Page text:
Above all, please be gentle with yourself when you're questioning whether you've been a trigger for your brother. ED triggers are so complicated person to person, and they get even messier when you're talking about family members who start exhibiting ED behaviors. My sister and I both developed EDs after we had already moved away from the home we shared as kids/teens, but it was always (and remains) a very delicate conversation because there's just so much going on there. Between environmental and genetic factors alone, though, it sounds like there's definitely plenty of stuff that could have contributed to ED behaviors in your brother without blaming yourself for causing them.

I also wanted to share some resources that I think might be helpful for both you and your brother:

General information about EDs: https://www.nationaleatingdisorders.org/general-information

ED screening tool: https://www.nationaleatingdisorders.org/online-eating-disorder-screening

Parent Toolkit (not just for parents! Lots of great info for anyone who has a friend or loved one struggling with ED): https://www.nationaleatingdisorders.org/parent-toolkit

Helpful resources if you need to talk to someone in real time: https://www.nationaleatingdisorders.org/information-referral-helpline

Please keep us posted. We're here for you!

kpl110
Arguments

Pretty much whenever my sister engages in eating disordered behaviors it causes huge arguments, because she is incredibly competitive with me b/c we are twins. ☹️☹️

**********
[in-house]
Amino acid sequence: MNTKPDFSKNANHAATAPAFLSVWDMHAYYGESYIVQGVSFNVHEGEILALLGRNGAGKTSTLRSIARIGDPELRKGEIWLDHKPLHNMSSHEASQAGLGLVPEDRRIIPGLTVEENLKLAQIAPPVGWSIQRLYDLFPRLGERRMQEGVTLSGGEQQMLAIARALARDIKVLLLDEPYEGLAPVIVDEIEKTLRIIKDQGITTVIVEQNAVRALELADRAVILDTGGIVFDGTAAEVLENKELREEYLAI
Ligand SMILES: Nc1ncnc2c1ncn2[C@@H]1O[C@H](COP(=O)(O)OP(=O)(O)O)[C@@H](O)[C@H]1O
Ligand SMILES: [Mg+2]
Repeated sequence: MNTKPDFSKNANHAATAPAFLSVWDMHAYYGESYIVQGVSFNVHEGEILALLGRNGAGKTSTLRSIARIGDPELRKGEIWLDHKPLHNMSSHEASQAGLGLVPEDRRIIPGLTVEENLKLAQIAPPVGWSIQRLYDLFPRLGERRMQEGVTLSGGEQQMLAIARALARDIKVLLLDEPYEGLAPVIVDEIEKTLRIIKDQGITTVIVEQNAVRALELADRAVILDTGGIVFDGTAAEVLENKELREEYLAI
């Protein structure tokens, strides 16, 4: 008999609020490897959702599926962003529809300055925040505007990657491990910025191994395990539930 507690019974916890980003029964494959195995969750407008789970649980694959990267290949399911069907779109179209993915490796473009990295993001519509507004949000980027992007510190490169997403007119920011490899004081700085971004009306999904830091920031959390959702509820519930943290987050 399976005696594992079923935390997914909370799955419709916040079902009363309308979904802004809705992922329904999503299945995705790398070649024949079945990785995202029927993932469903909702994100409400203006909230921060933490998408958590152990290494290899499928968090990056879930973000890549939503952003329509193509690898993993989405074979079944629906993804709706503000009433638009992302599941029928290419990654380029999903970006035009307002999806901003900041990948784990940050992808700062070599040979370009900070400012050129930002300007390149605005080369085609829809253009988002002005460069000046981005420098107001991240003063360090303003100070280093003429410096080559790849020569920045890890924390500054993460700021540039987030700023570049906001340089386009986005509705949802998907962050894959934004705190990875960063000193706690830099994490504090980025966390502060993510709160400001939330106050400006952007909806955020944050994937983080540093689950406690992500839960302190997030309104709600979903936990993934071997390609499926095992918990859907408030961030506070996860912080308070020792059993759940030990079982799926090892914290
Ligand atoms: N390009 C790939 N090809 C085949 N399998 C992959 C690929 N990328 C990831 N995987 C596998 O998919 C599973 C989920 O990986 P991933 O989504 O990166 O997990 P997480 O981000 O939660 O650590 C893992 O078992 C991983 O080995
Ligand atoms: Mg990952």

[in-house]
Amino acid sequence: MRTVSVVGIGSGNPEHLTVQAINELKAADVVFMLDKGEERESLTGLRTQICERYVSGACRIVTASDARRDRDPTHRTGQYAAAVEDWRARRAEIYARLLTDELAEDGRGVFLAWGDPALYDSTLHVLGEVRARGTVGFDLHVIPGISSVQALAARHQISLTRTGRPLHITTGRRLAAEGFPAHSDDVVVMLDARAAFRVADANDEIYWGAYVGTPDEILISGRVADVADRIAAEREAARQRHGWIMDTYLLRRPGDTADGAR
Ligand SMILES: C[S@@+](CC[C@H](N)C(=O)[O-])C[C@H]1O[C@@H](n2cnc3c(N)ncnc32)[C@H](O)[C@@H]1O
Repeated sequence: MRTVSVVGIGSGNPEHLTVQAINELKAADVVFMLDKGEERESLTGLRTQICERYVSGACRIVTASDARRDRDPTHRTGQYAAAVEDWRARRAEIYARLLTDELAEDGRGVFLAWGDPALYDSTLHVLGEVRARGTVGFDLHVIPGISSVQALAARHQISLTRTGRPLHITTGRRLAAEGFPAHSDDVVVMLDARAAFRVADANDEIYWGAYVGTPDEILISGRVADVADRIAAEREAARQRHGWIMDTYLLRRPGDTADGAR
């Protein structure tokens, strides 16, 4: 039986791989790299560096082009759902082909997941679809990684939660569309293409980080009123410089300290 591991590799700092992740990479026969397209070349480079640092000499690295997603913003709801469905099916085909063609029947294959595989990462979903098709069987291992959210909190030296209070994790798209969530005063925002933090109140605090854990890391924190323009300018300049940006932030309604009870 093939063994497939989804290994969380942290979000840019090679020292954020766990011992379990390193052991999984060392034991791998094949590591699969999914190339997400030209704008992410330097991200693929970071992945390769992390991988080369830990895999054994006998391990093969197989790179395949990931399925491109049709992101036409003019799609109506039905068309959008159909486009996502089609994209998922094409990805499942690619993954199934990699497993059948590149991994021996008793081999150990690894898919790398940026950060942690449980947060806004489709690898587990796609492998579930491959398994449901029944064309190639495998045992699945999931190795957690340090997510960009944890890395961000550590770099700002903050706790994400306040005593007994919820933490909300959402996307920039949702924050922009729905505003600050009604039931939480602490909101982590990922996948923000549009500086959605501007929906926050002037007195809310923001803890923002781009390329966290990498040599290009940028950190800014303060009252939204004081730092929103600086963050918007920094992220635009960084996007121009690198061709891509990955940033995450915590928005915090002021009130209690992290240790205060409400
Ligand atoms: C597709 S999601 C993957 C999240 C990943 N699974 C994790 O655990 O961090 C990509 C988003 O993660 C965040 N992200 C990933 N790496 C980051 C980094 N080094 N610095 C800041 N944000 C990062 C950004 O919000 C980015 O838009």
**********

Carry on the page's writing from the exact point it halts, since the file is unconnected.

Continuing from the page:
BobJ48
kpl110..

There certainly can be what seems like a competitive aspect to EDs sometimes. I'm not sure if your sister would see it that way though : If you are smaller than her, then that alone could be driving her crazy, particularly if she is in the early stages of her ED. And then all the arguments, because you guys "just don't get it" about why she *must* push forward with this !

As things progress with her ED, for most people their attitudes begin to change, and they start to gain some perspective on the situation they've gotten themselves into.

But as you are seeing, people with EDs can find themselves in some pretty deep craziness too.

EScott23
I believe that siblings are

I believe that siblings are the great gifts given by God to humans. They are like partners in crime and always make the moment special by their presence. I am very lucky that I have so loving siblings.